Friesians dairy cows

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If UK meat-eaters reduced their meat intake, it would be like taking eight million cars off the road. That’s according to researchers behind the latest Oxford University study on meat consumption.

The study, the first to pinpoint the impact of ‘high’ and ‘low’ meat diets on greenhouse gas emissions, allegedly gives the most reliable calculation yet on the impact of what we eat our planet.  

But you shouldn’t believe everything you read. For a study of such significance, there are some seriously misleading conclusions being drawn here.

First up, methodology. The research looks solely at carbon emissions from livestock production. It doesn’t take into account the carbon sinking activities of grazing animals, which the Intergovernmental Panel on Climate Change (IPCC) believes provides the most accurate estimate of the warming potential of methane. If this was taken into account, we would have a different picture. 

The study is also reliant on food frequency questionnaires from 1999, which are a notoriously unreliable method of information collation. Can anyone actually remember what they had for dinner 12 months ago?

Secondly, it uses global figures. Britain has some of the most sustainable methods of meat production in the world, yet the study calculated the UK’s meat emissions using data from more than 38,000 farms in 119 countries. Given that the carbon footprint of a kilo of British beef is 17.12kg CO2e (compared to a global average of 46kg CO2e), how can these figures give an accurate reflection of the impact of eating meat in the UK?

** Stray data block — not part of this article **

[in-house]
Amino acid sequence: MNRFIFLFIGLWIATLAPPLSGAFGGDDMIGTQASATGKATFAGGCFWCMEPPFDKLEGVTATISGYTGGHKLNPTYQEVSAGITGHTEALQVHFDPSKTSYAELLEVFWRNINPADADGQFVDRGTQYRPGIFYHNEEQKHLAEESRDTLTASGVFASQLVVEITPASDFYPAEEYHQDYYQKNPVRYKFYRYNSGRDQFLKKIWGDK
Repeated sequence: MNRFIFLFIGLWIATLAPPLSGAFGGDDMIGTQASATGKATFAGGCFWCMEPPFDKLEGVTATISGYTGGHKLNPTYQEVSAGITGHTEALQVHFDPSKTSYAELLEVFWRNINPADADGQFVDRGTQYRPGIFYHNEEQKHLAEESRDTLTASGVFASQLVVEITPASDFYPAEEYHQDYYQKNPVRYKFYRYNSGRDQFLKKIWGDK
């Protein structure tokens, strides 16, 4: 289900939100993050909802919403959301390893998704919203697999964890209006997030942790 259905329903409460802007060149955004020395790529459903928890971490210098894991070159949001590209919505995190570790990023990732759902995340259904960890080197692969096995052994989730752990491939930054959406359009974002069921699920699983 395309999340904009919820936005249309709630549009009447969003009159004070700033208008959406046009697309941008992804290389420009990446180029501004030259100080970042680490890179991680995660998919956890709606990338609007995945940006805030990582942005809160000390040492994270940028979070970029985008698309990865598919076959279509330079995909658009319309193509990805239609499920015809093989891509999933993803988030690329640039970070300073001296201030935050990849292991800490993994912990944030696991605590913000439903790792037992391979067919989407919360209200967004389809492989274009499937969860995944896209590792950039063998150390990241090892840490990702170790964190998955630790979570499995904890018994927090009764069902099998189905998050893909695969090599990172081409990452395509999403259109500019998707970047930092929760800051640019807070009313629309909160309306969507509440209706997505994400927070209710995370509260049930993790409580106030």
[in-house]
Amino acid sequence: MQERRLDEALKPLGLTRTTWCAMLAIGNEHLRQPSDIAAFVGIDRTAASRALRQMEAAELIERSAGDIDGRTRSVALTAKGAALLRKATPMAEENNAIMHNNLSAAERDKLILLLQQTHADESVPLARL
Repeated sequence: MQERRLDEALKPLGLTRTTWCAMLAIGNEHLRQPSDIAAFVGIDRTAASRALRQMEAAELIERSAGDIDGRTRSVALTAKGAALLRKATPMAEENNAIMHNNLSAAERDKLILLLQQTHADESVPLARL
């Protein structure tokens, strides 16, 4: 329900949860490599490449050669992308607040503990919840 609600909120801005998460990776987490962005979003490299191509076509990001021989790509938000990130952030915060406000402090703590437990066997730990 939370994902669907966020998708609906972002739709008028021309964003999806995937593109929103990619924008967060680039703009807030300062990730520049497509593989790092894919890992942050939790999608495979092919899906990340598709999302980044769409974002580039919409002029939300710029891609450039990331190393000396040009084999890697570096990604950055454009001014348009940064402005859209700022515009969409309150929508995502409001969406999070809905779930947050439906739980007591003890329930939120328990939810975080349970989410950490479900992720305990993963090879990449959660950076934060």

Thirdly, methane is not CO2. While burning fossil fuels is a relatively new process that unlocks tonnes of ancient carbon into the atmosphere, animal emissions are centred around methane, which is part of a natural carbon cycle – one that has existed for millions of years. And methane in the atmosphere is short-lived – around 12 years compared to up to 1,000 years for CO2. Comparing the two is like chalk and cheese. 

Plus, methane may not have quite the same warming effect as previously thought. New research has found no additional warming is made in animal herds if the size of the herd stays the same. In the UK, the amount of cattle has fallen dramatically from 15.2 million in 1974 to 9.6 million in 2023. Perhaps this is part of the reason why UK methane emissions actually fell 62% between 1990 and 2020? None of this context is accounted for in the Oxford study. 

And what about nutrition? The reality is, a swap from animal to plant-based alternatives could leave people bereft of crucial nutrients including K2, D3, B12 and heme iron. Studies like this are missing the human context. 

Why is the advice never to drop ultra-processed foods? UPFs already account for one-third of all diet-related emissions of adults in high-income countries. We know they drive overconsumption and lead to obesity, furthering indirect emissions through hospital care and pharmaceuticals. So why isn’t the study calling out the emissions of UPFs, instead of recommending ultra-processed, nutrient-weak meat alternatives? It feels like we’re missing a bigger issue here.

Everyone has a personal right to choose what to eat. A nutritionally dense diet, rich in sustainably produced pasture-raised British meat, is my choice. Others may choose plant-based. But it’s not the right dietary move for everyone, or for the planet.